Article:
In the course of a long interview with the New Republic’s Jeffrey Rosen, Justice Ginsburg offers her views on the merits of Texas abortion legislation now under challenge in the Fifth Circuit:
[Rosen]: So how can advocates make sure that poor women’s access to reproductive choice is protected? Can legislatures be trusted or is it necessary for courts to remain vigilant?
[Ginsburg]: How could you trust legislatures in view of the restrictions states are imposing? Think of the Texas legislation that would put most clinics out of business. The courts can’t be trusted either. Think of the Carhart decision or going way back to the two decisions that denied Medicaid coverage for abortion. I don’t see this as a question of courts versus legislatures. In my view, both have been moving in the wrong direction. It will take people who care about poor women. The irony and tragedy is any woman of means can have a safe abortion somewhere in the United States. But women lacking the wherewithal to travel can’t. There is no big constituency out there concerned about access restrictions on poor women. [Emphasis added]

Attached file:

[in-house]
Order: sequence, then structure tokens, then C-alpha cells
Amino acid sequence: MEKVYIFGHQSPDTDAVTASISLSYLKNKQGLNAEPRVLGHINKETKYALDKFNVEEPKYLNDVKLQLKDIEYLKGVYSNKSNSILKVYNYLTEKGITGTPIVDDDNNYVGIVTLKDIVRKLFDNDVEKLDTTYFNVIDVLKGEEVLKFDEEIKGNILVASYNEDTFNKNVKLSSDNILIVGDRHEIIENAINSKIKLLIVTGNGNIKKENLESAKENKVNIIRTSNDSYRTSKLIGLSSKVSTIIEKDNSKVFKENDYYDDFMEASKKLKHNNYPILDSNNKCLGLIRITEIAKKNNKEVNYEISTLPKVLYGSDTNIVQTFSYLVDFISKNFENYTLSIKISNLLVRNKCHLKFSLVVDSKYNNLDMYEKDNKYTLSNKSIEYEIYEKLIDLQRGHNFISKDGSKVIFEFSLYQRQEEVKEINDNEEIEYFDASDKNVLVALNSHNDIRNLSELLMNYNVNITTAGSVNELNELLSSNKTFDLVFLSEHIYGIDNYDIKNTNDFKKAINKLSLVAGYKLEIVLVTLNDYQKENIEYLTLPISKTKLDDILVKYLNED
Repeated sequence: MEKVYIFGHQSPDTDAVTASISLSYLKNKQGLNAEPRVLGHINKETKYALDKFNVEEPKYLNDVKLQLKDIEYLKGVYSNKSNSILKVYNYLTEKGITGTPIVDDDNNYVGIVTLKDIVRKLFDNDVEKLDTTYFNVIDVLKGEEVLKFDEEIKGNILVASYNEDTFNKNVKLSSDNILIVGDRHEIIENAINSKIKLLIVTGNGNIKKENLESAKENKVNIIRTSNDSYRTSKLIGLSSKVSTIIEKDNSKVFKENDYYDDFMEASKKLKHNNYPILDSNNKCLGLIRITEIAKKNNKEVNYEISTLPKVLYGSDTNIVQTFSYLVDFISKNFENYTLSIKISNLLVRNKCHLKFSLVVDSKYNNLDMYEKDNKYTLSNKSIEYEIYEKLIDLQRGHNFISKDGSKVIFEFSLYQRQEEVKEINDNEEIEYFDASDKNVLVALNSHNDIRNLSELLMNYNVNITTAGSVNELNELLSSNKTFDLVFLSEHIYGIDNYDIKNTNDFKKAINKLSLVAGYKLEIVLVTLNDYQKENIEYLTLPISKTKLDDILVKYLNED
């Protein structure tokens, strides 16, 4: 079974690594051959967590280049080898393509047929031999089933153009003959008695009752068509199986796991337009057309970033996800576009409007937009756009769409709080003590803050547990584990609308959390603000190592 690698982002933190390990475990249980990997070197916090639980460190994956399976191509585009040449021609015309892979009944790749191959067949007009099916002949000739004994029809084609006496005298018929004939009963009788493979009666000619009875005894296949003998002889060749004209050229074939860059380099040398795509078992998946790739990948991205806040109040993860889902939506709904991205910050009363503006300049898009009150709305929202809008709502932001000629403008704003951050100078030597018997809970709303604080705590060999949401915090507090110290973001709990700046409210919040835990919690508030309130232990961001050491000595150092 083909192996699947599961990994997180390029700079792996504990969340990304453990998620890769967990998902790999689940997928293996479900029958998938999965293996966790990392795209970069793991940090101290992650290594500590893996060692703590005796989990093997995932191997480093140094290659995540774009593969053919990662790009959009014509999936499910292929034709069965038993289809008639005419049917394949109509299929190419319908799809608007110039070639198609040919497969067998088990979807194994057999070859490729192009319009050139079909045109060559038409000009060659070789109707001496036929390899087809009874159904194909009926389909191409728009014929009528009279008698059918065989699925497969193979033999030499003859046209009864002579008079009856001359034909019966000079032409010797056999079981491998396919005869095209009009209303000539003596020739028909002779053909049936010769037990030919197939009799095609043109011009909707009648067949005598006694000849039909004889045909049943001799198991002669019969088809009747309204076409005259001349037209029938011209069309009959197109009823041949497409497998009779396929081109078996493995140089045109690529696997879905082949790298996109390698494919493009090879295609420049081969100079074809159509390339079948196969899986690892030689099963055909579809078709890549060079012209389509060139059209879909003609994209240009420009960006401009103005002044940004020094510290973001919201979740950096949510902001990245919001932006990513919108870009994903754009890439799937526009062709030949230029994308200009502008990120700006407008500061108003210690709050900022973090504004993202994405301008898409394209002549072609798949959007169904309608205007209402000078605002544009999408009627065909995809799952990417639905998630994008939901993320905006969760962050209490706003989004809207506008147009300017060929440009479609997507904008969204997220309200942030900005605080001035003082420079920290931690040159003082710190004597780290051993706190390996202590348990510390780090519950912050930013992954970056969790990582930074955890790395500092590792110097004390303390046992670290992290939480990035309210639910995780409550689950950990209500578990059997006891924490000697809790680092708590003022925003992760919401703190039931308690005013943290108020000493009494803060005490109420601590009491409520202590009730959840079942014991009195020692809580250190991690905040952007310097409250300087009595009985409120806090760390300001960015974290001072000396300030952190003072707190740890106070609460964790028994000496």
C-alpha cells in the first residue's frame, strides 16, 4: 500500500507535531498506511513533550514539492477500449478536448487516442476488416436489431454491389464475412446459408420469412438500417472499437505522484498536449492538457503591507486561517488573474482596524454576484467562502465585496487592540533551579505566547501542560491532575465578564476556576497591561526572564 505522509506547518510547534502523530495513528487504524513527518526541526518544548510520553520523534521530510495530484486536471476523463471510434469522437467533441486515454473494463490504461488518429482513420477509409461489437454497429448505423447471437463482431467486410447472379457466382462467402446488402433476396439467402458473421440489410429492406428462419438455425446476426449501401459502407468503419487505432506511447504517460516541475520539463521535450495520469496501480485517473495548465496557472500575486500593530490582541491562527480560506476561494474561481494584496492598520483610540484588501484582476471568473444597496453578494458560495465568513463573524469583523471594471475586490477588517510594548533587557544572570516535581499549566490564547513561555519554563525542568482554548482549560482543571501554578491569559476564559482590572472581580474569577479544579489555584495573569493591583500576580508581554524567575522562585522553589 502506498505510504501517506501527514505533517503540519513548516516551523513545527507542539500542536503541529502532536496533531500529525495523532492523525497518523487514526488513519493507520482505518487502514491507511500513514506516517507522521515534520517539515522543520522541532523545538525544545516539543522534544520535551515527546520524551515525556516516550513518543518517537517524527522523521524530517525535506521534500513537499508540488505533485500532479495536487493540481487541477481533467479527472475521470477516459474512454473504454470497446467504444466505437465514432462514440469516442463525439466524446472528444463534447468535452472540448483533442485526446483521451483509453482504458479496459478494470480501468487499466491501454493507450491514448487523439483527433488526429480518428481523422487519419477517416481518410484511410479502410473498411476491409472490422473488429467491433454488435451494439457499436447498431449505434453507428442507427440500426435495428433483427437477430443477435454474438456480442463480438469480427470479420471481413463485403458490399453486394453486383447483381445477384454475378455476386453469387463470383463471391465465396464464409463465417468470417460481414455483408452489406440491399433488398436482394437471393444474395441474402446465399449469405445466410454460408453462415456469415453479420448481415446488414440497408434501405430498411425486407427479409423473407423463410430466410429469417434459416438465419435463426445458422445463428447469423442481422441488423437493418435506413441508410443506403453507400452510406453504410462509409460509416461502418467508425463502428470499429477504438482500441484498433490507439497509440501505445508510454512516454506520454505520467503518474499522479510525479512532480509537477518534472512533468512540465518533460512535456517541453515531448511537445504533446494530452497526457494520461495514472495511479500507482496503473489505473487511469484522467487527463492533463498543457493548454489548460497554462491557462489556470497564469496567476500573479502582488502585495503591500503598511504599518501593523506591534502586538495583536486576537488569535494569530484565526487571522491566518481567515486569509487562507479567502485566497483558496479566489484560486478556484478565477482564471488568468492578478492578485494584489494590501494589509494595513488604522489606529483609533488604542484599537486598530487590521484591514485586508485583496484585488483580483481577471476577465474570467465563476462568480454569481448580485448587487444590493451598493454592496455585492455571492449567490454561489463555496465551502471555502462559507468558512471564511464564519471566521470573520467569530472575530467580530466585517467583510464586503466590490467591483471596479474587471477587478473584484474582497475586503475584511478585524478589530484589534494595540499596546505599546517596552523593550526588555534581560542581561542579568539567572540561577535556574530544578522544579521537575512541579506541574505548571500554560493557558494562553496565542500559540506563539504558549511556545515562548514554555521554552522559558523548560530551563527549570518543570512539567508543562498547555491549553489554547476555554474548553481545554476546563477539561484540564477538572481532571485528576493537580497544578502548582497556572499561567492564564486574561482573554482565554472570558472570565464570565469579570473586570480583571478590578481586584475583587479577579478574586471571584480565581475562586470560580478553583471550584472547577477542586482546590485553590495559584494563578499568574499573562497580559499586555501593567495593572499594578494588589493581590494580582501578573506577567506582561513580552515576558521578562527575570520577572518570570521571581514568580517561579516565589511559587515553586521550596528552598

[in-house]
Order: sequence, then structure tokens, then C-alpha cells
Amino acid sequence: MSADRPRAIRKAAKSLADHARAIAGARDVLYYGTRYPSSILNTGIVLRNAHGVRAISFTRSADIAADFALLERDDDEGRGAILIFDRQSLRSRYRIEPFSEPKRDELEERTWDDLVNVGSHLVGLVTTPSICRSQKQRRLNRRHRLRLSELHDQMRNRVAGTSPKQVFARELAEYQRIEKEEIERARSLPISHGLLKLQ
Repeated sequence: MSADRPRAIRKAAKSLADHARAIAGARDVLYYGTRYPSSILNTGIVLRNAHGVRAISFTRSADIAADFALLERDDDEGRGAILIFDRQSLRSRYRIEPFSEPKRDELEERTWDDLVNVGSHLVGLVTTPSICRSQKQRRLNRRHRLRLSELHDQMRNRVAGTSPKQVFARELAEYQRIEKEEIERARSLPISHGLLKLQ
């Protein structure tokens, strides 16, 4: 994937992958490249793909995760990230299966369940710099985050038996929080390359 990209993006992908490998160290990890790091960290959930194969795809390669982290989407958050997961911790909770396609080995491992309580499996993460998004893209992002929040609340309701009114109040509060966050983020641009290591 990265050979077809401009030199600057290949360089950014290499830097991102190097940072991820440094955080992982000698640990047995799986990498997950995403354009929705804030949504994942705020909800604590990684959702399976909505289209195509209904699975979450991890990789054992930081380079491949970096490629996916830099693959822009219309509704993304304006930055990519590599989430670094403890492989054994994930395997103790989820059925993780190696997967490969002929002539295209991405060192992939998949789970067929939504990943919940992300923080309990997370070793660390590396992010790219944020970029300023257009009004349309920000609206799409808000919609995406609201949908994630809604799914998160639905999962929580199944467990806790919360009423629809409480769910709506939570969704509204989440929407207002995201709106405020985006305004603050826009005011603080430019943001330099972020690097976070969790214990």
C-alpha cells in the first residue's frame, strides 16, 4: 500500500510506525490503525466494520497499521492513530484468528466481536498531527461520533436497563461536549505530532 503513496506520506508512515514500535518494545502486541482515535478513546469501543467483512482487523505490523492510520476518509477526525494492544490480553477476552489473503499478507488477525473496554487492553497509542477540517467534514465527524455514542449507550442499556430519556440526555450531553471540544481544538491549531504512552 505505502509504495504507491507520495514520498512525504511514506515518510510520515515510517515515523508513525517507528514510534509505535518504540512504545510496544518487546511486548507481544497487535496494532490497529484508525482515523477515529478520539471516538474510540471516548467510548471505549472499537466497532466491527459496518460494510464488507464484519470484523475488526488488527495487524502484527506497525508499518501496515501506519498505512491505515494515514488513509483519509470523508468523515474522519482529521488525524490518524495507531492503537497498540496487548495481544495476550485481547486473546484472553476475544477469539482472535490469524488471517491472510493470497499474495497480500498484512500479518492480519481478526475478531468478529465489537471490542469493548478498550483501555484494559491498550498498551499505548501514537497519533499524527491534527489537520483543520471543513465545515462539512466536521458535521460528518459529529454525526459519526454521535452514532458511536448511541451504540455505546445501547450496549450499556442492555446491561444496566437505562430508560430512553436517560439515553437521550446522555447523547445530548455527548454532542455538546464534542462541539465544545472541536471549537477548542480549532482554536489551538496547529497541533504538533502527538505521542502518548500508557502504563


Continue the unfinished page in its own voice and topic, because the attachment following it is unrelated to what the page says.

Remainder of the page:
As law professor Josh Blackman points out, this comment by a justice on a specific law would seem the very stuff of which recusal obligations are made.